3. Read 'Nullification Crisis." from p. 194 in History Alive!'s accompanying textbook. On a sticky note, write the 3 most important main ideas from the article. Nullify (2 N's)= states say NO to a NATIONAL law
  4. Tear in half a map of the U.S. with the word "secession" written across it to show how the South was getting ready to secede.
  5. Will tariffs split the Union?
    • Divide students into groups of 3. Give each member in the group the same role card.
    • Students answer the following questions for their characters: Who are you? Who is to blame for this situation and why do you feel this way? What do you think, if anything, the federal government should do to solve the problem? Is your character for or against tariffs? Why or why not? Is your group for or against nullification? Why or why not? (15 minutes)
    • Then the group makes a poster with the group name, a catchy slogan, and a picture/symbol that represents the group's beliefs toward tariffs. (15 minutes).
    • Groups present their posters and the rest of the class fills out their charts from the information presented. For each group that presents, the class will check of if he favors or opposes tariffs and if he favors or opposes nullification. Do the first one with them. After the groups have presented, have students check off in general how the North and South felt about tariffs and nullification.
  6. Show South Carolina/Snake cartoon found at Alief ISD's Industrial Unit Page and discuss what it means. Ask what details they see, what each detail represents, what position the cartoonist is taking on the Nullification Crisis, how the North would feel about this cartoon, how the South would feel about this cartoon, and what if they personally agree with the cartoonist's position on the tariff and Nullification crisis.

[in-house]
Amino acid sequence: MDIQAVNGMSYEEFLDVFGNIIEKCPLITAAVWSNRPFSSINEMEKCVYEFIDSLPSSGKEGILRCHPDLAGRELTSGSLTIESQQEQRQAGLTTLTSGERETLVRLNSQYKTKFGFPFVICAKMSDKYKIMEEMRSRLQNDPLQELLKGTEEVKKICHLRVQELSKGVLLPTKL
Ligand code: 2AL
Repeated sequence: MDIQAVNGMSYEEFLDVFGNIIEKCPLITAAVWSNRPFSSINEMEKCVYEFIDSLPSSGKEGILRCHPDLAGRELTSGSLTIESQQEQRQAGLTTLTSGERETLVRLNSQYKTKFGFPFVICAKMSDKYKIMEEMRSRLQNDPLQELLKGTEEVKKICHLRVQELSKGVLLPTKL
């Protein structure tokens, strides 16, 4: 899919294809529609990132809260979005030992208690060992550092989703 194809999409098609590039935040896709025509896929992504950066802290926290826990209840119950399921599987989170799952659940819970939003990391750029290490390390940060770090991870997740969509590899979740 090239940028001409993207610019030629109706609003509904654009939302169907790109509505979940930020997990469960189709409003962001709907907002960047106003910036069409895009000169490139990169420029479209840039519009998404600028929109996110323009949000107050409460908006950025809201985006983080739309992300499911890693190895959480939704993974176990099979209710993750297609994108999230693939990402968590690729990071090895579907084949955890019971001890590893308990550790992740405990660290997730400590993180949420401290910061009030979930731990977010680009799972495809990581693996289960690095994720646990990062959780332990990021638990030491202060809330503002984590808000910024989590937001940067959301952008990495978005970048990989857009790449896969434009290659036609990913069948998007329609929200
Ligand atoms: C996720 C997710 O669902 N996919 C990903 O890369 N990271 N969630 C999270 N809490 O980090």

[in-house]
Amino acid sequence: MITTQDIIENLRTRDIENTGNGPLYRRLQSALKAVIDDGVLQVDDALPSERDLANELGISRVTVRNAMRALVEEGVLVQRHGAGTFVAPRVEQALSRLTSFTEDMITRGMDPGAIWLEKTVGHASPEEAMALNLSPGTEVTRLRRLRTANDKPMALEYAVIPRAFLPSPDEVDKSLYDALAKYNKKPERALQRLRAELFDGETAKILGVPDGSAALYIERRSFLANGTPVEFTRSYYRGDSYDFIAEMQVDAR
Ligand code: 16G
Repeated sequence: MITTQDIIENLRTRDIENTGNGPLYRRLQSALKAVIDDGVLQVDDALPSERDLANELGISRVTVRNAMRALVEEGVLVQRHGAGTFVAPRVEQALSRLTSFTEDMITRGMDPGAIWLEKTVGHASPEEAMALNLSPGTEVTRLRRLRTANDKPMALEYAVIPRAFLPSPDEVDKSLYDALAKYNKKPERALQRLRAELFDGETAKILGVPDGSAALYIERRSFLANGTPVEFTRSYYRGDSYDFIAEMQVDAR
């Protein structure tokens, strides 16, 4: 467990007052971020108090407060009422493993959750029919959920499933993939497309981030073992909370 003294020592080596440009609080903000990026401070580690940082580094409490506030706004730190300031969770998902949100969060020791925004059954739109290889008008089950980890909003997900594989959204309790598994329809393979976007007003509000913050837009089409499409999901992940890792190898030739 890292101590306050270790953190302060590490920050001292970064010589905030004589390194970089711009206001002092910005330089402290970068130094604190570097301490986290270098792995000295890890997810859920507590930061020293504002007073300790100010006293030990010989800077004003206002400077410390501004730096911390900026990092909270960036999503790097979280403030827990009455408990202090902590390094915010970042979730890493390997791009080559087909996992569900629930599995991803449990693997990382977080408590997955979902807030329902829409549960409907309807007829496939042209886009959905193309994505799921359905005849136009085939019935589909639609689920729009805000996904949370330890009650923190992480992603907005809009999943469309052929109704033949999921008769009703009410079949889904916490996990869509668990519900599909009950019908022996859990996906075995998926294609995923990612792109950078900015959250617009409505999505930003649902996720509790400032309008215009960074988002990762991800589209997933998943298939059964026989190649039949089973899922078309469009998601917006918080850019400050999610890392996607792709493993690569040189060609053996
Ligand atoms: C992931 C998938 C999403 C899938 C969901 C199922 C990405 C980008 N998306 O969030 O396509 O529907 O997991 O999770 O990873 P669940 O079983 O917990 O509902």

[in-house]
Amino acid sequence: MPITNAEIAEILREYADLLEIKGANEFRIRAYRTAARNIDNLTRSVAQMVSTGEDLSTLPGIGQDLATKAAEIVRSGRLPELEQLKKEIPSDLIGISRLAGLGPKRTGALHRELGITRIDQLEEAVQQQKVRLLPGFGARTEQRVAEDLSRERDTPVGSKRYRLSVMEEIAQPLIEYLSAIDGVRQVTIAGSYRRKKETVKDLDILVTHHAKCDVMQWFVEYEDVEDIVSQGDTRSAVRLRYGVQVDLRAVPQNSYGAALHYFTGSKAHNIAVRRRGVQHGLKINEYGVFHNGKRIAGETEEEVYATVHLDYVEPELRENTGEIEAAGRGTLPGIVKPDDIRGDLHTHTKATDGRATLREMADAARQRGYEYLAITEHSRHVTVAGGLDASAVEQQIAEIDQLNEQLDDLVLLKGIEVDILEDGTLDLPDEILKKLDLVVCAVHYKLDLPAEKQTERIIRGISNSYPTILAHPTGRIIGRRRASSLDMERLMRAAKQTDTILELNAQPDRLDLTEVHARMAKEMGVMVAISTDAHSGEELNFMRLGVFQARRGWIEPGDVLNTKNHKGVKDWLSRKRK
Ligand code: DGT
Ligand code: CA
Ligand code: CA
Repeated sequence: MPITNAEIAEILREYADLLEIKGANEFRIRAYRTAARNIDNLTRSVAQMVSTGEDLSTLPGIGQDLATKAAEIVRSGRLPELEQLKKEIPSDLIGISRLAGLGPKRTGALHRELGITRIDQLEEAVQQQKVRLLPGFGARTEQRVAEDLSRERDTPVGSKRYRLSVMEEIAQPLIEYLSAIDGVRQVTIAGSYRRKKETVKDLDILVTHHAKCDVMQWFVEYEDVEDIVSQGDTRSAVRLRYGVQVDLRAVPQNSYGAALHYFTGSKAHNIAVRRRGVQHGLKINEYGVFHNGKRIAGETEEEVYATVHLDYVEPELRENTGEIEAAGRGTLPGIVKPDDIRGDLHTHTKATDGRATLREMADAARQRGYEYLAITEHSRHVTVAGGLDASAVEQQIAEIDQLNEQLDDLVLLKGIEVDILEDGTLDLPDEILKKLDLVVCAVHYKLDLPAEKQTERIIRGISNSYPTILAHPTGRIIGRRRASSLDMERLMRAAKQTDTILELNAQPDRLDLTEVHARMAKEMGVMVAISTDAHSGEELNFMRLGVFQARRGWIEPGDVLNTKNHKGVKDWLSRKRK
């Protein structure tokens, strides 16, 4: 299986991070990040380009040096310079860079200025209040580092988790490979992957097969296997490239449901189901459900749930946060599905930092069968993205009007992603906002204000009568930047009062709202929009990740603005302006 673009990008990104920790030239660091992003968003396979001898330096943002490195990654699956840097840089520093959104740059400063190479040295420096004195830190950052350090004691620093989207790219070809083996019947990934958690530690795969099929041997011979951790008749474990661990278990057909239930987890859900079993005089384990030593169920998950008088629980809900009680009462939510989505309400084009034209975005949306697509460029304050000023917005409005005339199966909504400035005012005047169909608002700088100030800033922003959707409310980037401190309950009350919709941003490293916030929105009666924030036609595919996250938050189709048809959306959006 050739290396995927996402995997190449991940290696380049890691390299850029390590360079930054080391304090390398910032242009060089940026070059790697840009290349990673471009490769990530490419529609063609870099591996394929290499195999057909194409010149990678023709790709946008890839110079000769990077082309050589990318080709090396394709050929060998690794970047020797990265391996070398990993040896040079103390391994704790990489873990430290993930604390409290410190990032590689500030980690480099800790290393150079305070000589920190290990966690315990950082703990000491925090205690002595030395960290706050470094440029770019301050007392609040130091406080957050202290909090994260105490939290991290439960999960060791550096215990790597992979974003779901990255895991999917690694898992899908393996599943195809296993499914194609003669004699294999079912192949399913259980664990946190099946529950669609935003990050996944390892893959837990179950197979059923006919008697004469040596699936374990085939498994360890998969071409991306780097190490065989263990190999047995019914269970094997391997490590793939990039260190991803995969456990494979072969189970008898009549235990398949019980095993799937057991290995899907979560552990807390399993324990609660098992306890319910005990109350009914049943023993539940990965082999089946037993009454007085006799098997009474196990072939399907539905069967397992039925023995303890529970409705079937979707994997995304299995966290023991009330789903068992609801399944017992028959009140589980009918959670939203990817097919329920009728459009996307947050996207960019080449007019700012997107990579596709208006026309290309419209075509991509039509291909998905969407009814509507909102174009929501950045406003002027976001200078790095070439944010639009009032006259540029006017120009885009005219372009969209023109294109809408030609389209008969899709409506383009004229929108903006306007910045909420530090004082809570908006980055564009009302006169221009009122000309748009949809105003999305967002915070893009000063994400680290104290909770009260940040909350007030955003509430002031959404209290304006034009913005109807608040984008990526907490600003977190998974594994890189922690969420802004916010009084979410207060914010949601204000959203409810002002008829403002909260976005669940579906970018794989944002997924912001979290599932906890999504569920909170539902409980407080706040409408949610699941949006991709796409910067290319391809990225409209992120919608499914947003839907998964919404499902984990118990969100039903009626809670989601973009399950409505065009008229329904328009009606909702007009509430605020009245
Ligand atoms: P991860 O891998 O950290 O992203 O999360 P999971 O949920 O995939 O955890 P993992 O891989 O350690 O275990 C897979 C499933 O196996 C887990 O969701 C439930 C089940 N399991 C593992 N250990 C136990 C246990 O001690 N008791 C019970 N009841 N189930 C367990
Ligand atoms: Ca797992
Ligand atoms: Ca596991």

7. WRAP-UP: TARIFF DIVIDE: Study the cartoon from p. 374 from This is America's Story (Wilder, Ludlum, Brown). Write 5+ sentences to describe what is going on in the cartoon.

Objective: How did the Industrial Revolution affect the Native Americans?
Homework: Study for exam

  1. Your family has been told you will have to move from your home because of your race. Everyone from your ethnic background must move to a small desert town in Arizona. In 5+ sentences, describe what you would think, feel, and/or do.
  2. Lecture on Iroquois and Cherokee: Take 3+ notes on each. There's an excellent writing on the daily life of the Iroquois in the book The Social Fabric: American Life from 1607 to 1877: Volume I (Cary and Weinberg for Harper Collins) taken from The death and Rebirth of the Seneca by Anthony C. Wallace. I highly recommend checking it out of the library and reading it!
  3. Watch last 5 minutes of video, "Native America - Removal Act"
  4. Read packet on Sequoyah Adventure Tales of America: An Illustrated History of the United States, 1492-1877 (Signal Media Corporation) and answer questions OR History Alive! IV 4.2 slide lecture
  5. UNIT EVALUATION A) What are 3 things you've learned during these units on our new nation and the American Industrial Revolution? B) What are 2 areas about which you still feel confused? C) List the one area from this unit about which you would have like to study more.
  6. Review game

Objective: What have I learned about our new nation and the American Industrial Revolution?
Homework: Finish worksheet & get agenda signed

  1. Cram/study for exam
  2. Exam
  3. Worksheet introducing next unit

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© 2003 Mrs. G